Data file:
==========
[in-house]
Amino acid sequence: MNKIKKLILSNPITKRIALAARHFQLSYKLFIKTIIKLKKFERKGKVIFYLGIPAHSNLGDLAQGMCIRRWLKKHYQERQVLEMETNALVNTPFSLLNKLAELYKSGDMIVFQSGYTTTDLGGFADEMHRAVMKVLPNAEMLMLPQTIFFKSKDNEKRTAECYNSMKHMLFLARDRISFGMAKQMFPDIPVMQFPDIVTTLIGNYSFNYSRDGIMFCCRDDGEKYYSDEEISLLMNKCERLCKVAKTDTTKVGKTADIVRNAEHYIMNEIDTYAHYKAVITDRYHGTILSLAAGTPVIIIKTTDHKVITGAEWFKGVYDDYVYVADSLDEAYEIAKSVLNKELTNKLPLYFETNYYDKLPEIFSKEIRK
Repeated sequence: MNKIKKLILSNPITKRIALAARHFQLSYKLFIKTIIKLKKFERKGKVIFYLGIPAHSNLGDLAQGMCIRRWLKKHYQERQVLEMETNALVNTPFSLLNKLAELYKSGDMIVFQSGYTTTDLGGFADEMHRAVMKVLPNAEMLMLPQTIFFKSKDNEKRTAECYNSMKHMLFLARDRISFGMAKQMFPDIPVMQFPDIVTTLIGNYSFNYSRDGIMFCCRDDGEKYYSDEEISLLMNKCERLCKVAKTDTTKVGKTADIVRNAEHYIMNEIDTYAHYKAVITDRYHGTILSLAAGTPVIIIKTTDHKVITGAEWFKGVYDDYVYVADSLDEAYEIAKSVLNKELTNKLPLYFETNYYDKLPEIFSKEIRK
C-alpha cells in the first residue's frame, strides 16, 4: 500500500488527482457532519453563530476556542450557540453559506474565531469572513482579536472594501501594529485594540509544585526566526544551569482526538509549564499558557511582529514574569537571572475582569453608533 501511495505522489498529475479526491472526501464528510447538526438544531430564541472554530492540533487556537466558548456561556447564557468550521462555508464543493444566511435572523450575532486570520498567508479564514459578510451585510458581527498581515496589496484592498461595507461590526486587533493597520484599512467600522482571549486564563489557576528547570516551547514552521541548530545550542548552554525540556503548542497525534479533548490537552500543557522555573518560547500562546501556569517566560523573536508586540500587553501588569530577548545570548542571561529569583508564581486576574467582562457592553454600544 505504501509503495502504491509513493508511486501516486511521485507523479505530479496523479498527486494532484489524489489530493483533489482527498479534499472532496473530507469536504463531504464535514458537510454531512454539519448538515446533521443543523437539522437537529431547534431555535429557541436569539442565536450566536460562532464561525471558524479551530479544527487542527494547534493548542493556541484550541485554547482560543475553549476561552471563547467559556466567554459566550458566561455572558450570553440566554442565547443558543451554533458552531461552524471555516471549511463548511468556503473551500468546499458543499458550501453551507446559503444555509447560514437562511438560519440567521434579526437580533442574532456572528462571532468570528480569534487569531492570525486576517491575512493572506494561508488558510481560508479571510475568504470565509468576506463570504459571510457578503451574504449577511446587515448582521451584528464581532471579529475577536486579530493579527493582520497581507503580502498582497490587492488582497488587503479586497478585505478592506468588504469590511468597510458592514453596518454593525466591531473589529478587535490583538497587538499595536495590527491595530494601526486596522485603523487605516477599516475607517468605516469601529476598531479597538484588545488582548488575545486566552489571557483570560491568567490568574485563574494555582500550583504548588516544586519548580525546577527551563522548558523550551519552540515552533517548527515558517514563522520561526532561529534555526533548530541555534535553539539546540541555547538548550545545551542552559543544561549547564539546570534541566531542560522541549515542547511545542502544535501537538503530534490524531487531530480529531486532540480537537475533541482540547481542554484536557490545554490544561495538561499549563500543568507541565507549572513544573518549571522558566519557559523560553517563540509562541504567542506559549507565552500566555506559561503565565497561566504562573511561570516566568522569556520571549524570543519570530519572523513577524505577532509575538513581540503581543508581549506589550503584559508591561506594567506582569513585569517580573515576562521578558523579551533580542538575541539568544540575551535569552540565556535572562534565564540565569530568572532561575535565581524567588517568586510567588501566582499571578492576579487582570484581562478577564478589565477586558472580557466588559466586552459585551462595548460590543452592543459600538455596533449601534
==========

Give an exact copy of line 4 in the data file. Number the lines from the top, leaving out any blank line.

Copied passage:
C-alpha cells in the first residue's frame, strides 16, 4: 500500500488527482457532519453563530476556542450557540453559506474565531469572513482579536472594501501594529485594540509544585526566526544551569482526538509549564499558557511582529514574569537571572475582569453608533 501511495505522489498529475479526491472526501464528510447538526438544531430564541472554530492540533487556537466558548456561556447564557468550521462555508464543493444566511435572523450575532486570520498567508479564514459578510451585510458581527498581515496589496484592498461595507461590526486587533493597520484599512467600522482571549486564563489557576528547570516551547514552521541548530545550542548552554525540556503548542497525534479533548490537552500543557522555573518560547500562546501556569517566560523573536508586540500587553501588569530577548545570548542571561529569583508564581486576574467582562457592553454600544 505504501509503495502504491509513493508511486501516486511521485507523479505530479496523479498527486494532484489524489489530493483533489482527498479534499472532496473530507469536504463531504464535514458537510454531512454539519448538515446533521443543523437539522437537529431547534431555535429557541436569539442565536450566536460562532464561525471558524479551530479544527487542527494547534493548542493556541484550541485554547482560543475553549476561552471563547467559556466567554459566550458566561455572558450570553440566554442565547443558543451554533458552531461552524471555516471549511463548511468556503473551500468546499458543499458550501453551507446559503444555509447560514437562511438560519440567521434579526437580533442574532456572528462571532468570528480569534487569531492570525486576517491575512493572506494561508488558510481560508479571510475568504470565509468576506463570504459571510457578503451574504449577511446587515448582521451584528464581532471579529475577536486579530493579527493582520497581507503580502498582497490587492488582497488587503479586497478585505478592506468588504469590511468597510458592514453596518454593525466591531473589529478587535490583538497587538499595536495590527491595530494601526486596522485603523487605516477599516475607517468605516469601529476598531479597538484588545488582548488575545486566552489571557483570560491568567490568574485563574494555582500550583504548588516544586519548580525546577527551563522548558523550551519552540515552533517548527515558517514563522520561526532561529534555526533548530541555534535553539539546540541555547538548550545545551542552559543544561549547564539546570534541566531542560522541549515542547511545542502544535501537538503530534490524531487531530480529531486532540480537537475533541482540547481542554484536557490545554490544561495538561499549563500543568507541565507549572513544573518549571522558566519557559523560553517563540509562541504567542506559549507565552500566555506559561503565565497561566504562573511561570516566568522569556520571549524570543519570530519572523513577524505577532509575538513581540503581543508581549506589550503584559508591561506594567506582569513585569517580573515576562521578558523579551533580542538575541539568544540575551535569552540565556535572562534565564540565569530568572532561575535565581524567588517568586510567588501566582499571578492576579487582570484581562478577564478589565477586558472580557466588559466586552459585551462595548460590543452592543459600538455596533449601534